See also

References

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  • Office Open XML — est une norme ISO/IEC (IS 29500) créée par Microsoft, destinée à répondre à la demande d’interopérabilité dans les environnements de bureautique et à concurrencer la solution d’interopérabilité OpenDocument. Ce format (dont les suffixes sont… …   Wikipédia en Français

  • Office Open XML — Vorlage:Infobox Dateiformat/Wartung/MagischeZahl fehlt Office Open XML Dateiendung: .docx, .xlsx, .pptx MIME Type: [1] …   Deutsch Wikipedia

  • Office Open XML — No debe confundirse con OpenOffice.org XML (formato obsoleto usado por versiones anteriores de OpenOffice.org), o Microsoft Office XML (formatos de archivo antiguos usados por versiones anteriores de Microsoft Office). Documento Office Open XML …   Wikipedia Español

  • Office Open XML — Не следует путать с OpenOffice.org XML или с OpenDocument, не имеющими прямого отношения к данному формату. Office Open XML (OOXML, DOCX …   Википедия

  • Office open XML — …   Википедия

  • Office Open XML Converter — The single file converter window. Original author(s) Microsoft Developer(s) …   Wikipedia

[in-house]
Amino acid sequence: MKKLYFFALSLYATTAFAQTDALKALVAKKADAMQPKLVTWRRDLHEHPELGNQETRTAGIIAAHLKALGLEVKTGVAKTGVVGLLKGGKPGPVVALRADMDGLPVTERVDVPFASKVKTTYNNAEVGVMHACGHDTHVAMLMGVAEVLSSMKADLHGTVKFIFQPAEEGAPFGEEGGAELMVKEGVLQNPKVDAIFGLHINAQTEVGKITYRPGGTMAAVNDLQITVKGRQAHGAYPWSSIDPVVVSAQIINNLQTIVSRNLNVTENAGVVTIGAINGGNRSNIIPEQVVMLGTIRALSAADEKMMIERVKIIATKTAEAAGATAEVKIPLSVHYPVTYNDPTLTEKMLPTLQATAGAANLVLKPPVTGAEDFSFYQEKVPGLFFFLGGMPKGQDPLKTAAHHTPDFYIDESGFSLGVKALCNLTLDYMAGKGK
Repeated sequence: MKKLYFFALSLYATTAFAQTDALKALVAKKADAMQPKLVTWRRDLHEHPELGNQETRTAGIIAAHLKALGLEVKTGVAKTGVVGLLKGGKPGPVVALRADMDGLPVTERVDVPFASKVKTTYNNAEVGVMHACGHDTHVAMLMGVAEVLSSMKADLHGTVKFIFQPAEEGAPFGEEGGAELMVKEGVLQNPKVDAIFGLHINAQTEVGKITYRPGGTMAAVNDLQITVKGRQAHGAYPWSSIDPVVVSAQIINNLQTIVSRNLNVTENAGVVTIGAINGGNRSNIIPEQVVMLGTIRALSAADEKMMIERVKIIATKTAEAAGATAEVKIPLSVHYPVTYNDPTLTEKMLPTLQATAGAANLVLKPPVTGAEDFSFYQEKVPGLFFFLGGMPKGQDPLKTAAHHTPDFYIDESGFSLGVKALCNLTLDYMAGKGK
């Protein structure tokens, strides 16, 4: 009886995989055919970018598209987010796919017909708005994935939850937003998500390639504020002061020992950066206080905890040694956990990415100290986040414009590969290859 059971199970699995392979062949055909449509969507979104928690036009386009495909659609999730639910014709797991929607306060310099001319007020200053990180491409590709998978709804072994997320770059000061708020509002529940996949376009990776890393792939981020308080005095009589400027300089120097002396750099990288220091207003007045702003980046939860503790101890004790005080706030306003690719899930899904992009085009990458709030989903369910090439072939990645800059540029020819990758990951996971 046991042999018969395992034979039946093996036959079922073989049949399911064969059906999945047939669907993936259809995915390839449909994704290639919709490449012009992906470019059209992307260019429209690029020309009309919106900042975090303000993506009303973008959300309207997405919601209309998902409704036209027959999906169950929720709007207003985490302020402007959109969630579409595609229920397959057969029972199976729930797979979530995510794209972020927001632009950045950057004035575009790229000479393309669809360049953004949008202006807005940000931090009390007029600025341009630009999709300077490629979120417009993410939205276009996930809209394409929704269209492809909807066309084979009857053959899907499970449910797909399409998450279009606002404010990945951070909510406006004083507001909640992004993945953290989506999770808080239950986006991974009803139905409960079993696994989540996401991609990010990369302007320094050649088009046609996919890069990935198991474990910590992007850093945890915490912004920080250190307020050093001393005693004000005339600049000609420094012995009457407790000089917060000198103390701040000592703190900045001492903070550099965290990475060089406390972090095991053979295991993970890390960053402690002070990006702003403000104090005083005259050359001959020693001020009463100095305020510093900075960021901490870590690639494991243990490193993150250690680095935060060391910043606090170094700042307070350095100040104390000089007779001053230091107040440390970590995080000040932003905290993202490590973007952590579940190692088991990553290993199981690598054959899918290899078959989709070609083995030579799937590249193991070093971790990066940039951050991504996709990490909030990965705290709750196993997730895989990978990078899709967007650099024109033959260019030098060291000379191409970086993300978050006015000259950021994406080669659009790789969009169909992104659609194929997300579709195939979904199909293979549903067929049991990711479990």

• Office Open XML file formats — Main article: Office Open XML Office Open XML Office Open XML file formats Open Packaging Conventions Open Specification Promise Vector Markup Language Office Open XML software Comparison of Office Open XML software Office Open XML… …   Wikipedia

  • Office Open XML Ballot Results — Ecma International submitted Ecma 376 (Office Open XML Standard) to the ISO Fast Track process. After a comment period the ISO held a ballot that closed September 2007. This has been observed to be perhaps the most controversial and unusual ISO… …   Wikipedia

  • Office Open XML Intermediate 5 Month Ballot Results — During the standardization of Office Open XML, Ecma International submitted its Office Open XML File Formats standard (ECMA 376) to the ISO Fast Track process. After a comment period, the ISO held a ballot that closed September 2007. This has… …   Wikipedia

  • List of software that supports Office Open XML — Office Open XML Office Open XML file formats Open Packaging Conventions Open Specification Promise Vector Markup Language Office Open XML software Comparison of Office Open XML software Office Open XML standardization This is an overview of… …   Wikipedia